For the first time in its relatively short history, the EOS network beat the Ethereum blockchain in processed transactions per second.
The recently launched EOS network went through some controversy in recent months due to concerns over what is perceived to be a more centralized model of blockchain governance. Despite this, one thing cannot be denied: its transaction volume capacity appears to be holding up to the hype.
A recent Reddit thread shared a screenshot showing EOS’ 24-hour transaction volume at 727,334. This was a new record for EOS and it equalled more than half of the all-time high transaction volume for headliner Ethereum, EOS’ key competitor. Additionally, EOS’ transaction volume at the time of the screenshot was higher than the ETH volume at the same time, which was around 680,000.
Even more interesting was the fact that this didn’t even occupy 1% of EOS’ maximum capacity for its blockchain, while ETH was experiencing congestion with its transaction volume, according to Blocktivity.
We took another look at the statistics and, according to the site, ETH currently has over 10,000 unconfirmed transactions and is near its maximum transaction rate at 570,000 tx/24h. EOS, in the meantime, is occupying only 0.03% of its total capacity at around 325,000 tx/24h.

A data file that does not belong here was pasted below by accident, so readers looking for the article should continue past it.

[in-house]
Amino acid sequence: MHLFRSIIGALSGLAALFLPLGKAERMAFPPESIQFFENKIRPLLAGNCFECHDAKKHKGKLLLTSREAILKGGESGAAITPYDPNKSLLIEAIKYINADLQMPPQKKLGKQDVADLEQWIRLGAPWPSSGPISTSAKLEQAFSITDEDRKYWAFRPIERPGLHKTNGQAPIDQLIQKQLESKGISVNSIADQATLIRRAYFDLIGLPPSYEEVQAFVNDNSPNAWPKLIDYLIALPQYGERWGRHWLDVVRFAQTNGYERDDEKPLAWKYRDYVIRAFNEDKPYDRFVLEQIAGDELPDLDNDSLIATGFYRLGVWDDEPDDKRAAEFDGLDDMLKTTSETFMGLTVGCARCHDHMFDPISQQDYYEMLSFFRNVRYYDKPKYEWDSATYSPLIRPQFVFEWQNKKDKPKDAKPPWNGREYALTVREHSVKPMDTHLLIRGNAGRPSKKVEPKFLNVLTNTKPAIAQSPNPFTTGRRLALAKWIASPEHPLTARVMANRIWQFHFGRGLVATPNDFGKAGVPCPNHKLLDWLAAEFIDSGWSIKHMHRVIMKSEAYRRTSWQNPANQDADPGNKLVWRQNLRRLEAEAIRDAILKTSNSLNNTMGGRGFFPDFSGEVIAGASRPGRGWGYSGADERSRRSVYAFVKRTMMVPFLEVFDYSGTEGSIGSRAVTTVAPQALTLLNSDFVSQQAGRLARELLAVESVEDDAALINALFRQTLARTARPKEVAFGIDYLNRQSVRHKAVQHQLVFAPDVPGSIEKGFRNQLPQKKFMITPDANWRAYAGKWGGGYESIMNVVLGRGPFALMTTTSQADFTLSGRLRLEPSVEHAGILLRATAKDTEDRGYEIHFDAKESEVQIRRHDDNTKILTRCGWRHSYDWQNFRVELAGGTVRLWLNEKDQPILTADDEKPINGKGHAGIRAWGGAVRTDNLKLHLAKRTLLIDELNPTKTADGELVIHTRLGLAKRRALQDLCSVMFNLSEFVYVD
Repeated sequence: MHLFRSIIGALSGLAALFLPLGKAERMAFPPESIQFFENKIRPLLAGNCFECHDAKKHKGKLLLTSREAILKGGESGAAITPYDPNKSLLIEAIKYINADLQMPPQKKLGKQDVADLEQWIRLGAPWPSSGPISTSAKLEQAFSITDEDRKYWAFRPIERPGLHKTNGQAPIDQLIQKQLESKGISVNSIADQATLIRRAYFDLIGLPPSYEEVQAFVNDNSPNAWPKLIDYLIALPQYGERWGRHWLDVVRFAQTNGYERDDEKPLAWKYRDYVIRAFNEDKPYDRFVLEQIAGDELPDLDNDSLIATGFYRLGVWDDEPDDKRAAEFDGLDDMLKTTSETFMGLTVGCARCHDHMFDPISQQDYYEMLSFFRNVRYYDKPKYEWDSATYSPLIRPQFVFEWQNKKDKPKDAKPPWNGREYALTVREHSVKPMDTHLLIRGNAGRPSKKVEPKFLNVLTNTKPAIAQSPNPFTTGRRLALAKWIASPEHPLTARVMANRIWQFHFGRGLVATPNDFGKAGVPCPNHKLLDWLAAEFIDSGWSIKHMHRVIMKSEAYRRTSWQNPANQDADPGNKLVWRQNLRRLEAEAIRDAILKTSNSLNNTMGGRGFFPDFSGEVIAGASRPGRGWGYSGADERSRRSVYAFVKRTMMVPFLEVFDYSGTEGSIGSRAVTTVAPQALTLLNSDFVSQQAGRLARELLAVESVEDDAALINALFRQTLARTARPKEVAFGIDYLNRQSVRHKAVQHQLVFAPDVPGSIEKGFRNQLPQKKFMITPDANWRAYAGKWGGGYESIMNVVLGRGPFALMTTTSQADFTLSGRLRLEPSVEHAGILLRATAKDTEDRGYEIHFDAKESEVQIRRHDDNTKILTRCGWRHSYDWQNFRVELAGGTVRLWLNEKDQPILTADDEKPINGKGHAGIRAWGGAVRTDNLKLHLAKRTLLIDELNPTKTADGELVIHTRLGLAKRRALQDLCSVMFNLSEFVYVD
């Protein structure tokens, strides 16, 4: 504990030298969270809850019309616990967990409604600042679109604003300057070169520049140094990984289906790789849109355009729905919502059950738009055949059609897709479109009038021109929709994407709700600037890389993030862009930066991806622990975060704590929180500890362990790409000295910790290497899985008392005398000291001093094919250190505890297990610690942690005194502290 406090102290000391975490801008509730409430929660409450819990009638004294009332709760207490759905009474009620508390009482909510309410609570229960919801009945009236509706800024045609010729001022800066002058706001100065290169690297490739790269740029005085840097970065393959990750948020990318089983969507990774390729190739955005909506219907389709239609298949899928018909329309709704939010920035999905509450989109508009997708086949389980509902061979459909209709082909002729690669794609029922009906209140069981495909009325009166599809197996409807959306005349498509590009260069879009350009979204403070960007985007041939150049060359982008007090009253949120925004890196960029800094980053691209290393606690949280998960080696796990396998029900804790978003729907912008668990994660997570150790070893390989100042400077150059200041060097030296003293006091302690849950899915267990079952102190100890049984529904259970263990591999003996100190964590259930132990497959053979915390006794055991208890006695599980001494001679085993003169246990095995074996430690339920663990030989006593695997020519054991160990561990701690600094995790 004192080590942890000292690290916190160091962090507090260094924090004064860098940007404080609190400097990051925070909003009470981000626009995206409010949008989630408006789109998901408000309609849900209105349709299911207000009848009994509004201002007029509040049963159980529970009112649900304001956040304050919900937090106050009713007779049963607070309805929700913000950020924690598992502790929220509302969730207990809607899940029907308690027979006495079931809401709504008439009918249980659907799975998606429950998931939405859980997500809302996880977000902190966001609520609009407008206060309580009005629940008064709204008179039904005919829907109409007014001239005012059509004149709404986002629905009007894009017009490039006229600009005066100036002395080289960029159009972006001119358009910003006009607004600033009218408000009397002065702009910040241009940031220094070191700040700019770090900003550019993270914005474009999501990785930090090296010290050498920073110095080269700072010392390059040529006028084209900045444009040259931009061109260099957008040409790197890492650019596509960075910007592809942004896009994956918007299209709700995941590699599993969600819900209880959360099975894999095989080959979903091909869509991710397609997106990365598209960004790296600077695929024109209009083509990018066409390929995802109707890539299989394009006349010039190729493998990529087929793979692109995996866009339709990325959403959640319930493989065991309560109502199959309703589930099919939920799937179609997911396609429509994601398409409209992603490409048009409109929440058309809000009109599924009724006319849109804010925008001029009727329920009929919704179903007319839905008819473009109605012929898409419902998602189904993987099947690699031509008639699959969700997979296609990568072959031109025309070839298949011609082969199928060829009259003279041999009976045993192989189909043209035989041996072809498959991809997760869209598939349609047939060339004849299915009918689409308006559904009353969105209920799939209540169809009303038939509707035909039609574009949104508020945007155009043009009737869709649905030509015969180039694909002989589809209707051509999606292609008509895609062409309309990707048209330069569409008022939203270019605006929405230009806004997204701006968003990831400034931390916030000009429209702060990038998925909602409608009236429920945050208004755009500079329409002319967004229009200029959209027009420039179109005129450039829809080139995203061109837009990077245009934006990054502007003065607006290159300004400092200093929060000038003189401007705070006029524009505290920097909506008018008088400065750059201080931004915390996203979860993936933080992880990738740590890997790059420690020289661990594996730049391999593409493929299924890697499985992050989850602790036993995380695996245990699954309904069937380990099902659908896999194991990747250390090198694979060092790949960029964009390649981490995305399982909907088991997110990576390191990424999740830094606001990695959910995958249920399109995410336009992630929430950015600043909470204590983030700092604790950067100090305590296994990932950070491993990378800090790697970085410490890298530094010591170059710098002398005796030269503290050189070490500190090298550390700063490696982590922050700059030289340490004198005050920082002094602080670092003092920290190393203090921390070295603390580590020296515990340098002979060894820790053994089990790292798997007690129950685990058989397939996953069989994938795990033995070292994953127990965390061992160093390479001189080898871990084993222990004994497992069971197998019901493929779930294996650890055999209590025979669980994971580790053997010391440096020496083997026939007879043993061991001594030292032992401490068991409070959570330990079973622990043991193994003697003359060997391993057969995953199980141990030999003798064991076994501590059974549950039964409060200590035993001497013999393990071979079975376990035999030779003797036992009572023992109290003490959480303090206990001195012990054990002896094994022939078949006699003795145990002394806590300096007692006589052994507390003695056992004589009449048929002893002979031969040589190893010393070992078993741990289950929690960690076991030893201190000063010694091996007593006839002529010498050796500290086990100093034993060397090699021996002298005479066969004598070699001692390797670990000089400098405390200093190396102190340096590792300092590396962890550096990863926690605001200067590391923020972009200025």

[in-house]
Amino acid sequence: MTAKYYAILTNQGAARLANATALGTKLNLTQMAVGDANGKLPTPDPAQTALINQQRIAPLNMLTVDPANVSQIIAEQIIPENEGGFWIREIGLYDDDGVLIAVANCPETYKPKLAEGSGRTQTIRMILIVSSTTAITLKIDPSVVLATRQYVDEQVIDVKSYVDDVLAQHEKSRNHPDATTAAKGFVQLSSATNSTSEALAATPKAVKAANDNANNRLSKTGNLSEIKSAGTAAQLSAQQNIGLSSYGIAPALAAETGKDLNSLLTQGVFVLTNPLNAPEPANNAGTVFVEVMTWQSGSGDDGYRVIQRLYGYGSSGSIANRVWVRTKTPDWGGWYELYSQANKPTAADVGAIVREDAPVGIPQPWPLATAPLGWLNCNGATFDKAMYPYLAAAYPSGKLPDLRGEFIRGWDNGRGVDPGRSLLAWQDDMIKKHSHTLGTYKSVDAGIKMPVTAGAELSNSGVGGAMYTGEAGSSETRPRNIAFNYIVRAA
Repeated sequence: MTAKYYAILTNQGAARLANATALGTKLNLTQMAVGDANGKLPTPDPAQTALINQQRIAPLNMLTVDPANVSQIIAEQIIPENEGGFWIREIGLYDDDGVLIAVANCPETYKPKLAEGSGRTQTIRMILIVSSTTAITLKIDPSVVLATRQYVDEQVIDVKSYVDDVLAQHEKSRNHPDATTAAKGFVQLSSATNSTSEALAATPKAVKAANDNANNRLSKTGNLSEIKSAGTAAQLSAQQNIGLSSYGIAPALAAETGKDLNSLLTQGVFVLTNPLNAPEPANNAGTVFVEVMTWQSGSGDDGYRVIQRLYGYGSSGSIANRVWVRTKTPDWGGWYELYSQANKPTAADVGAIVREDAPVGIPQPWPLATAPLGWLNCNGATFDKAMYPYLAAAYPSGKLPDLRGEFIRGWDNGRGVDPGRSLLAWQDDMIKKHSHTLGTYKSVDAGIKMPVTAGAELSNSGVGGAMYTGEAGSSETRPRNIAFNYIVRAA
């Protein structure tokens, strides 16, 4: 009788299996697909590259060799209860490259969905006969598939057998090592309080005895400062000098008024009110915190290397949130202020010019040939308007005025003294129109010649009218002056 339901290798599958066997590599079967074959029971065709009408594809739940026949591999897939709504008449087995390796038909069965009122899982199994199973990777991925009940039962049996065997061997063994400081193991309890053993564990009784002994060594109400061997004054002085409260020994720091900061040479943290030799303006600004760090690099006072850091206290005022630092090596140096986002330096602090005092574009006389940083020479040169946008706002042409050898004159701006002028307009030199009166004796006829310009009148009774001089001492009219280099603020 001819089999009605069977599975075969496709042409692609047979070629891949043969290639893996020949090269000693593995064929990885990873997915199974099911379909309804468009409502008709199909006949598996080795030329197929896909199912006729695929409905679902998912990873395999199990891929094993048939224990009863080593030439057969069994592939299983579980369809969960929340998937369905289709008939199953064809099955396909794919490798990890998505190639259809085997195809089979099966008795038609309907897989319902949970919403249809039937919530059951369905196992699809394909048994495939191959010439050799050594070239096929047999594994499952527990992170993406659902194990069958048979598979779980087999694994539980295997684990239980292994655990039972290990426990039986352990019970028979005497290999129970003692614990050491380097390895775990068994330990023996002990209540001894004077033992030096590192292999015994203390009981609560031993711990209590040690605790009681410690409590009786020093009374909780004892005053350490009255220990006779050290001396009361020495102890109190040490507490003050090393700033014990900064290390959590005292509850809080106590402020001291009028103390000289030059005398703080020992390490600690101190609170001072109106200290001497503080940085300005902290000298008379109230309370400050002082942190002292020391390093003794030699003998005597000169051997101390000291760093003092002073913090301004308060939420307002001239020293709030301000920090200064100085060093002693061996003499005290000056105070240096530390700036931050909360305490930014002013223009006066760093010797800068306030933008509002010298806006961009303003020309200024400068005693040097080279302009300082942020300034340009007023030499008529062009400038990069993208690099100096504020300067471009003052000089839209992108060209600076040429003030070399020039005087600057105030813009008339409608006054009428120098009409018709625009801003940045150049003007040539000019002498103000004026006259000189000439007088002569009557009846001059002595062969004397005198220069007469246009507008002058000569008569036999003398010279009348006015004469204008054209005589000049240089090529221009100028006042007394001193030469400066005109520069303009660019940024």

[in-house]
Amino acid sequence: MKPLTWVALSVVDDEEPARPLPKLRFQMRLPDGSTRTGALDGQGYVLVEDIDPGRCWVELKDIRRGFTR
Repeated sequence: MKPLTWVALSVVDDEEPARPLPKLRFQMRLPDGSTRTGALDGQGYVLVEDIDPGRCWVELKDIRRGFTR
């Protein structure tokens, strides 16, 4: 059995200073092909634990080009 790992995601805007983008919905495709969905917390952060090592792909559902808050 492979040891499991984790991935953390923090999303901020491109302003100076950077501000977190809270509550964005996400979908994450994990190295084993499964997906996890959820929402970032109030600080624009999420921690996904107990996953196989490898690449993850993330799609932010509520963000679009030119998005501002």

What this means for Ethereum
It’s easy to get caught up in the moment and believe that EOS really is, as many of its fans call it, the “Ethereum killer.” After all, many have been excited about the prospect of another cryptocurrency really testing the limits of what blockchains could currently do in terms of transaction size.
On the other hand, it is important to note that the cryptocurrency market doesn’t exist in some sort of static space. The Ethereum blockchain may be plagued with congestion and this may frustrate some people who had faith in its technology, but this isn’t likely to remain an issue forever.
Earlier this week, one of the Ethereum Foundation’s co-founders, Joseph Lubin, told CNBC that the team is mainly concentrated on improving upon what they’ve built, with issues like scalability being a top priority.
Established cryptocurrencies tend to move slowly for the same reason that manufacturing and banking behemoths like Foxconn and Bank of America do. They have a much larger spotlight on what they do, so they need to be redundant when testing new solutions to ensure that what they implement won’t have any negative impact on their trustworthiness as entities.
It’s also the reason why Bitcoin Core developers aren’t in a hurry to adopt solutions like sharding and changes to blocksize.
Even with these new developments that prove the solid performance of the EOS network, if Ethereum manages to scale its blockchain better in a relatively short time period, it wouldn’t be unrealistic to expect the cryptocurrency to retain its crown for the foreseeable future.